The visual system is now known to be composed of image-forming and non-image-forming pathways. Photoreception for the image-forming pathway begins at the rods and cones, whereas that for the non-image-forming pathway also involves intrinsically photosensitive retinal ganglion cells (ipRGCs), which express the photopigment melanopsin. In the mouse retina, the rod and cone photoreceptors become light responsive from postnatal day 10 (P10); however, the development of photosensitivity of the ipRGCs remains largely unexplored.
Here, we provide direct physiological evidence that the ipRGCs are light responsive from birth (P0) and that this photosensitivity requires melanopsin expression. Interestingly, the number of ipRGCs at P0 is over five times that in the adult retina, reflecting an initial overproduction of melanopsin-expressing cells during development. Even at P0, the ipRGCs form functional connections with the suprachiasmatic nucleus, as assessed by light-induced Fos expression.
The findings suggest that the non-image-forming pathway is functional long before the mainstream image-forming pathway during development.
HAP2, a male gamete-specific protein conserved across vast evolutionary distances has garnered considerable attention as a potential membrane fusogen required for fertilization in taxa ranging from protozoa and green algae to flowering plants and invertebrate animals [1–6]. However, its presence in Tetrahymena thermophilaa ciliated protozoan with seven sexes or mating types that bypasses the production of male gametes raises interesting questions regarding the evolutionary origins of gamete-specific functions in sexually dimorphic species. Here we show that HAP2 is expressed in all seven mating types of T. thermophila and that fertility is only blocked when the gene is deleted from both cells of a mating pair. HAP2 deletion strains of complementary mating types can recognize one another and form pairs, however pair stability is compromised and membrane pore formation at the nuclear exchange junction is blocked. The absence of pore formation is consistent with previous studies suggesting a role for HAP2 in gamete fusion in other systems. We propose a model in which each of the several hundred membrane pores established at the conjugation junction of mating Tetrahymena represents the equivalent of a male/female interface, and that pore formation is driven on both sides of the junction by the presence of HAP2. Such a model supports the idea that many of the disparate functions of sperm and egg were shared by the “isogametes” of early eukaryotes, and became partitioned to either male or female sex cells later in evolution.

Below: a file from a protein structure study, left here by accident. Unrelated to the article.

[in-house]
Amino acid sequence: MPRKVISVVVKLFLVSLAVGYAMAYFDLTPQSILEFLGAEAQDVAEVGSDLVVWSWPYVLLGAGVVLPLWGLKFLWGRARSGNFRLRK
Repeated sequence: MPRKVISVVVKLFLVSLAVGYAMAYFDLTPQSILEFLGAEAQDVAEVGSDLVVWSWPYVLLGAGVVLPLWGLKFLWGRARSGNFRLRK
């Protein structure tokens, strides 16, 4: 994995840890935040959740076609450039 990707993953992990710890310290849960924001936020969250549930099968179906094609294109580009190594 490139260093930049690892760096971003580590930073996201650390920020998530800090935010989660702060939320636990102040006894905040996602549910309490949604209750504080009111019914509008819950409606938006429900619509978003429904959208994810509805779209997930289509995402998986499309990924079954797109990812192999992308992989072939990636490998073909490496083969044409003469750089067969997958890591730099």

In ball sports, we are taught to follow through, despite the inability of events after contact or release to influence the outcome [1, 2]. Here we show that the specific motor memory active at any given moment critically depends on the movement that will be made in the near future. We demonstrate that associating a different follow-through movement with two motor skills that normally interfere [3–7] allows them to be learned simultaneously, suggesting that distinct future actions activate separate motor memories. This implies that when learning a skill, a variable follow-through would activate multiple motor memories across practice, whereas a consistent follow-through would activate a single motor memory, resulting in faster learning. We confirm this prediction and show that such follow-through effects influence adaptation over time periods associated with real-world skill learning. Overall, our results indicate that movements made in the immediate future influence the current active motor memory. This suggests that there is a critical time period both before  and after the current movement that determines motor memory activation and controls learning.